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What's the best way to teach myself math?

Anonymous Coward writes | about 7 years ago

Math 4

An anonymous reader writes "I have a secret. In high school I failed two out of three years of math classes and eventually dropped out of school completely. Although dropping out was the most foolish thing I have ever done, I am not dumb. I earned my general equivalency diploma as soon as was legally possible and from there went on to college and beyond. That was many years ago and my most basic algebra, trigonometry, and geometry skills are slipping away at an alarming rate. I'm looking for a self-guided course covering the equivalent of 4 years of high school mathematics including calculus. My math skills are holding me back. How can I turn this around?"

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Forgotten Math... (1)

djyrn (1174087) | about 7 years ago | (#20982697)

I had the experience of growing up believing I was bad at math until I discovered in the real world that I had some intuitive ability for it. Since then I've gone back and read up on many areas, and have been left wondering why it was so hard the first time. Cute girls in the class? Sleepy? Boring teachers? Lazy? Anyhow, I'd recommend the Forgotten series of books: Forgotten Algebra, Forgotten Stats, Forgotten X, etc..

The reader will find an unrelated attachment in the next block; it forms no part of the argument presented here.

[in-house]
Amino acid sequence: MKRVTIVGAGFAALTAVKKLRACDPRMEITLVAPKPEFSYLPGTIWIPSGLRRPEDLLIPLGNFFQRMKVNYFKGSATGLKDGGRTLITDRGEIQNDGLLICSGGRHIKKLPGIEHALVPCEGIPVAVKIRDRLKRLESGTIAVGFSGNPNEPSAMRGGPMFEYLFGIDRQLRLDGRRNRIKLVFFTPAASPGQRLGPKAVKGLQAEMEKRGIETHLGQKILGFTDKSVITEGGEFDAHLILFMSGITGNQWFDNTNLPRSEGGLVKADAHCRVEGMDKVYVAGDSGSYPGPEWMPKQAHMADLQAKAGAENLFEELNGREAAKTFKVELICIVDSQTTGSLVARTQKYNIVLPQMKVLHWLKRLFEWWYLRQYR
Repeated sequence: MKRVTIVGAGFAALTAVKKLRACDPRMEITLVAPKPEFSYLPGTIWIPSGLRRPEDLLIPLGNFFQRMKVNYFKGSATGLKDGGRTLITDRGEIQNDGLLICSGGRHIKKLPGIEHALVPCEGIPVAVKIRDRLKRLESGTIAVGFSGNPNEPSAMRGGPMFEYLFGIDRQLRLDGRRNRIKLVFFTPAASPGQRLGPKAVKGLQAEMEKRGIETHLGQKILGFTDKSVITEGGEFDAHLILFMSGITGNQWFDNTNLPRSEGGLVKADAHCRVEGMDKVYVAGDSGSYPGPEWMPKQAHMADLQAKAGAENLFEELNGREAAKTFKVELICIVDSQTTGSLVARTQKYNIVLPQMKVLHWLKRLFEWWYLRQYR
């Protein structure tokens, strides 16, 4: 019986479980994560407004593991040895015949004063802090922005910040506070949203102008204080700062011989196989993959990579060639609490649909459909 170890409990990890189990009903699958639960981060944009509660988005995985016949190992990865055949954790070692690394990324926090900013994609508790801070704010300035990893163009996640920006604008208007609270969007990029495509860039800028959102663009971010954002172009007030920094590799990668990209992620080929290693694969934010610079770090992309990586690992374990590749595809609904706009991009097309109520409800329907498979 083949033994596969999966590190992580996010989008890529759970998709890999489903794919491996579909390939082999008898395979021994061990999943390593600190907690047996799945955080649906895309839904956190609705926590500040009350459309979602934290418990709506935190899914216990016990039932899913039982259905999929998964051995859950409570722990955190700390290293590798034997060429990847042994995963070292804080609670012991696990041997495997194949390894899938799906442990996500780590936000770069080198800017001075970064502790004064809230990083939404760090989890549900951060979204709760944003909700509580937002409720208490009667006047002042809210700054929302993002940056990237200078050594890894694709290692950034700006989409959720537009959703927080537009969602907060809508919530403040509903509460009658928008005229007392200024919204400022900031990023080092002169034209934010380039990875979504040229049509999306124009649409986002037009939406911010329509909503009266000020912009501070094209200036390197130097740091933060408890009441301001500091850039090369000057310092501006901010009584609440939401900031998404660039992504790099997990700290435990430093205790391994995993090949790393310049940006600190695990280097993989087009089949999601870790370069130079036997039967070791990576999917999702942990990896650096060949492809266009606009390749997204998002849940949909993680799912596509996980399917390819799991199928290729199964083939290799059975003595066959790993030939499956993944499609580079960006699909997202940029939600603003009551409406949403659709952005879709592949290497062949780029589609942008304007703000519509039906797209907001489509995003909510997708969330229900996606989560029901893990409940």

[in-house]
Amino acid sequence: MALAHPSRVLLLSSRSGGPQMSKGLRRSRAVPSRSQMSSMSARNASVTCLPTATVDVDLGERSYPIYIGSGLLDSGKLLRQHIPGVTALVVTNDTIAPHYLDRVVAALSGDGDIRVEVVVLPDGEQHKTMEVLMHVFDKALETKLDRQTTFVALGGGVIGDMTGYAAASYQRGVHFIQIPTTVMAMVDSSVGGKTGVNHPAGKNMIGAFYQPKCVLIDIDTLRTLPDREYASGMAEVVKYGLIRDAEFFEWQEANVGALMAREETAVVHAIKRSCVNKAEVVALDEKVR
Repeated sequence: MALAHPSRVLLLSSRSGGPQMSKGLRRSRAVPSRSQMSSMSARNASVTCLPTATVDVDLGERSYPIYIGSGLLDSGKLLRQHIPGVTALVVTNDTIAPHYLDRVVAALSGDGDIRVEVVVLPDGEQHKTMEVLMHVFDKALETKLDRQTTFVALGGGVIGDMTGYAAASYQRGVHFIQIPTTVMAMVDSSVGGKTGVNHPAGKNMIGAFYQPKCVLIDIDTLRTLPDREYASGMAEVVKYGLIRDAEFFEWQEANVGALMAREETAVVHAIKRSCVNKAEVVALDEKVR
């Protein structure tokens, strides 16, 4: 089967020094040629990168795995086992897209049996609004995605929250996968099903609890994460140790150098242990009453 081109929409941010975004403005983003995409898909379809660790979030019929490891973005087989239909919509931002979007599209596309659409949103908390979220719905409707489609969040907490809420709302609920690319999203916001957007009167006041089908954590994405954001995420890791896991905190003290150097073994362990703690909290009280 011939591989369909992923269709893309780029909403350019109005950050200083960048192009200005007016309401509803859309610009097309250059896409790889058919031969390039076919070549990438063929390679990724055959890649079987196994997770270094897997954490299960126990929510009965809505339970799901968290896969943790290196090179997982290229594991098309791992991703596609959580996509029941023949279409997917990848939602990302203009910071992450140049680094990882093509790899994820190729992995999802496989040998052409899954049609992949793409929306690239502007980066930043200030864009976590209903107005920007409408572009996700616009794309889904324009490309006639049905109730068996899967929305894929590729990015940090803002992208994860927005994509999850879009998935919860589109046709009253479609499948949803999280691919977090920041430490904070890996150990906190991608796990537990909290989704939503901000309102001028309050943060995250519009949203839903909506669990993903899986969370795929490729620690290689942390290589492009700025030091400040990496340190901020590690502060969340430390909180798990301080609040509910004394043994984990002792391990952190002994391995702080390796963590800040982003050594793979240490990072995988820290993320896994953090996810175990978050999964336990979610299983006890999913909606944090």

Re:Forgotten Math... (1)

Jophus (1174123) | about 7 years ago | (#20983535)

I have yet to try the Forgotten series but I did go down to my local used book store and found the Advance K-12 software package for 15 dollars. Many of the GUIs are geared toward a younger crowd (I would have been to afraid of humiliation in high school) but are very informative. And [] is always awesome!

Textbooks! (1)

ravensee (1174365) | about 7 years ago | (#20989601)

I'm getting elementary and high school textbooks from my children's school. That has helped immensely.

Teaching yourself math (1)

decarillion (1117259) | about 7 years ago | (#20991483)

There are a few computer programs out there, usually offered at two-year colleges or adult ed centers, that can take you from 1st grade math through calculus, at your own pace. Some are web-based, some are server-based, but they all offer assessments (adaptive and otherwise) as well as specific lessons. Plato, Aztec, A+LS are just a few of them. Each lesson usually has a tutorial/study guide, then a practice test and a mastery test. I use one of these programs working with h.s. students who are remediating in math. Having graduated way too many years ago, I needed to brush up on my math, too. Around here, you can access these programs for free at local community tech centers or adult education centers. I think you can also access them for free at college learning/resource centers. These places usually have a teacher or someone else in attendance to help if you get stuck.
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